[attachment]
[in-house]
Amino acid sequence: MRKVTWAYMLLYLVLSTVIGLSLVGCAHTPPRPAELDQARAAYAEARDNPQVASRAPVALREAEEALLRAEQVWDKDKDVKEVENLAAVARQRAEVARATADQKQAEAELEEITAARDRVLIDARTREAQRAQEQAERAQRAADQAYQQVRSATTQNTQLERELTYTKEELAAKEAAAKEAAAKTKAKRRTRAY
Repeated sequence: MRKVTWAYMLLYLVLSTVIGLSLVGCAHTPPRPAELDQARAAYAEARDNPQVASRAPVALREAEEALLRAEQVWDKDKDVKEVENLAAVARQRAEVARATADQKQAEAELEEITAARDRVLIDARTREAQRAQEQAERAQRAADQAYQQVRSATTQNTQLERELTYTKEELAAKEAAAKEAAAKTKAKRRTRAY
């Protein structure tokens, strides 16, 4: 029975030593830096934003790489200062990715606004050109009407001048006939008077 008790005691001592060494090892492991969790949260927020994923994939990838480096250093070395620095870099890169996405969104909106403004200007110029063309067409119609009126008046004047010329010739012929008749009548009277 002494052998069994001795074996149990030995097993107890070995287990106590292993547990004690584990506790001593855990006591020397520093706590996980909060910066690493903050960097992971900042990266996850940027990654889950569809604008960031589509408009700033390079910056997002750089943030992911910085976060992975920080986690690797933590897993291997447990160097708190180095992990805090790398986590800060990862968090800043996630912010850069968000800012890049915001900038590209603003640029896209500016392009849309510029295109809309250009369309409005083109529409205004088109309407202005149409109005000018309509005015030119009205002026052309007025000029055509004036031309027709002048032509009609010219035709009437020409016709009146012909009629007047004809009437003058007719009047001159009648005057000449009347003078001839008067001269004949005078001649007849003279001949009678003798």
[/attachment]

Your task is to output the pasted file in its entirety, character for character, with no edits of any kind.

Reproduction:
[in-house]
Amino acid sequence: MRKVTWAYMLLYLVLSTVIGLSLVGCAHTPPRPAELDQARAAYAEARDNPQVASRAPVALREAEEALLRAEQVWDKDKDVKEVENLAAVARQRAEVARATADQKQAEAELEEITAARDRVLIDARTREAQRAQEQAERAQRAADQAYQQVRSATTQNTQLERELTYTKEELAAKEAAAKEAAAKTKAKRRTRAY
Repeated sequence: MRKVTWAYMLLYLVLSTVIGLSLVGCAHTPPRPAELDQARAAYAEARDNPQVASRAPVALREAEEALLRAEQVWDKDKDVKEVENLAAVARQRAEVARATADQKQAEAELEEITAARDRVLIDARTREAQRAQEQAERAQRAADQAYQQVRSATTQNTQLERELTYTKEELAAKEAAAKEAAAKTKAKRRTRAY
């Protein structure tokens, strides 16, 4: 029975030593830096934003790489200062990715606004050109009407001048006939008077 008790005691001592060494090892492991969790949260927020994923994939990838480096250093070395620095870099890169996405969104909106403004200007110029063309067409119609009126008046004047010329010739012929008749009548009277 002494052998069994001795074996149990030995097993107890070995287990106590292993547990004690584990506790001593855990006591020397520093706590996980909060910066690493903050960097992971900042990266996850940027990654889950569809604008960031589509408009700033390079910056997002750089943030992911910085976060992975920080986690690797933590897993291997447990160097708190180095992990805090790398986590800060990862968090800043996630912010850069968000800012890049915001900038590209603003640029896209500016392009849309510029295109809309250009369309409005083109529409205004088109309407202005149409109005000018309509005015030119009205002026052309007025000029055509004036031309027709002048032509009609010219035709009437020409016709009146012909009629007047004809009437003058007719009047001159009648005057000449009347003078001839008067001269004949005078001649007849003279001949009678003798």